Mar 13, 2012; Glendale, AZ, USA; Los Angeles Dodgers catcher Tim Federowicz (31) doubles to right field during the eighth inning against the Colorado Rockies at Camelback Ranch. Mandatory Credit: Christopher Hanewinckel-USA TODAY Sports

A Glimpse Into the Future: Tim Federowicz

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Barring any breakout showing from the non-roster invitee catchers during Spring Training, Tim Federowicz is penciled in as the back-up catcher to A.J. Ellis for 2013. The 25-year old right-hand hitting backstop was acquired by the Dodgers in the July 2011 trade deadline three-way deal which sent Dodgers prospect Trayvon Robinson to the Seattle Mariners. The Boston Red Sox sent minor leaguer Chih-Hsien Chiang to Seattle, and the Red Sox received Josh Fields and Erik Bedard from Seattle. The Dodgers received minor leaguer Juan Rodriguez, Stephen Fife, and Federowicz in the trade from Boston. At the time the trade stirred up confusion and anger from Dodger fans. Some were upset that Trayvon Robinson, a promising prospect, was traded away. The Dodgers were very thin in catching depth at the time, so it made sense that Ned Colletti made this move to pickup Federowicz.

 

Tim Federowicz likely won’t be a power hitter, but he has solid catching skills. Photo: Jayne Kamin-Oncea-USA TODAY Sports

Timothy Joseph Federowicz or “FedEx” is a 5’10” and 215 lb. catcher who was drafted by the Red Sox in the 7th round of the 2008 draft out of the University of North Carolina at Chapel Hill. FedEx started his professional career in low-A ball and was at the AA level when he was traded to the Dodgers. In 2009, he spent time between the Single-A and Advanced-A level in the Boston farm system where he combined to hit .305 with 14 homeruns in 106 games. Yet the next season where he spent the entirety with the Advanced-A Salem Red Sox in the Carolina League, the young catcher only hit .253 with 4 homeruns over 109 games. In 2011, he batted .277 with 8 homeruns in the 90 games he played with the AA-Portland Sea Dogs before being traded to the Dodgers and landing in Albuquerque. With the Isotopes, Federowicz excelled, and in the remainder of 2011 he hit .325 with 6 homeruns in 25 games with the ‘Topes. In 2012, he continued to enjoy the atmosphere of Albuquerque. He finished the season with a line of .294/.371/.461 with 11 homeruns, and 76 RBI in 115 games.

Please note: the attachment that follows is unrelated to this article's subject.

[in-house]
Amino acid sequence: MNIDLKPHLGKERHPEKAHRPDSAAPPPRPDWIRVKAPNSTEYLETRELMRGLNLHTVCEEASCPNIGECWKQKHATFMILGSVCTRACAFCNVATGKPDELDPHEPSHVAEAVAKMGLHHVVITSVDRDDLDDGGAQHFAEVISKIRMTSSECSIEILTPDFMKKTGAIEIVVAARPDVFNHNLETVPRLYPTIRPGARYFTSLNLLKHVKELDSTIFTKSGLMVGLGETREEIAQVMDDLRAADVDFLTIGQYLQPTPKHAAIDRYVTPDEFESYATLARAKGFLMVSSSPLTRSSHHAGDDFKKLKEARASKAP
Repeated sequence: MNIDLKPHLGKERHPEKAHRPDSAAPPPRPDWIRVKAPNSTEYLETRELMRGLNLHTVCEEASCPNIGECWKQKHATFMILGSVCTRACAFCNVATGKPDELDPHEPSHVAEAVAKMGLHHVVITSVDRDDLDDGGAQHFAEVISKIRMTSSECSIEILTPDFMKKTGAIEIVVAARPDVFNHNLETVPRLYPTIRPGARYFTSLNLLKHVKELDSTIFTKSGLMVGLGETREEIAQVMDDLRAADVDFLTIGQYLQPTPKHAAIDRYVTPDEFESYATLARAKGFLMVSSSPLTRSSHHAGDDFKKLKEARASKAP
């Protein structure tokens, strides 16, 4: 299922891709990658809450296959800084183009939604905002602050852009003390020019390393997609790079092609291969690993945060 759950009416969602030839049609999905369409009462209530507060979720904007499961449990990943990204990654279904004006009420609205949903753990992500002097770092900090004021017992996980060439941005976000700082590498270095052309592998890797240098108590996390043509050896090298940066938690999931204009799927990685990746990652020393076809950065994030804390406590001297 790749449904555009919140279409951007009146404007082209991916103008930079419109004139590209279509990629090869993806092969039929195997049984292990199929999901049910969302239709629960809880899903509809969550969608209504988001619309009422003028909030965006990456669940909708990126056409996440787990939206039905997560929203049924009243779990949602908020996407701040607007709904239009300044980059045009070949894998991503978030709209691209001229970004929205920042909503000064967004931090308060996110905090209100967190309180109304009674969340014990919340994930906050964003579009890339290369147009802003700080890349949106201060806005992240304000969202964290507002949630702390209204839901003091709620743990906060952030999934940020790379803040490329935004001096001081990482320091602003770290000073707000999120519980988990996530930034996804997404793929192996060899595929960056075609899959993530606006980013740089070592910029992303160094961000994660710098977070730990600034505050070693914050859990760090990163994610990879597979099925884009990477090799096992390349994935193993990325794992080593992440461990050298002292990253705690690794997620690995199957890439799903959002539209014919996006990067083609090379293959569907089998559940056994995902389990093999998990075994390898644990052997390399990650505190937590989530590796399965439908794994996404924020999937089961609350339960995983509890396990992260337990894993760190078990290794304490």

Defensively, FedEx had a solid season in Albuquerque as well. His caught stealing percentage was 39%, a professional career high.

He made his Major League debut with the Dodgers on September 11, 2011. Over the last two seasons, FedEx has only played in 10 games and had just 16 at bats at the Major League level. He has hit .188 with 3 hits and 6 strikeouts in that small sample size.

An excellent defensive catcher, FedEx can handle blocking balls in the dirt well, and he works well with pitching staffs. Although he does not have the strongest arm, he is accurate and quick in his release. It is still questionable whether Federowicz will be able to be productive or powerful at the plate in the Majors, but since the Dodgers have not had a top catching prospect within their system for quite some time Federowicz is the heir apparent to A.J. Ellis as their future starting Dodger catcher.

While some may view Federowicz as a mediocre prospect, I see him as a solid defensive catcher who if not the future starting catcher for the Dodgers, then will be quite suitable as a second catcher. While it’s always nice to have a catcher who can hit à la Mike Piazza, finding a talented defensive catcher is difficult in of itself.

Tim Federowicz will be given the opportunity to show management what he can do at the big league level in 2012, and if he flounders I’m sure veteran Jesus Flores will be waiting in the wings.

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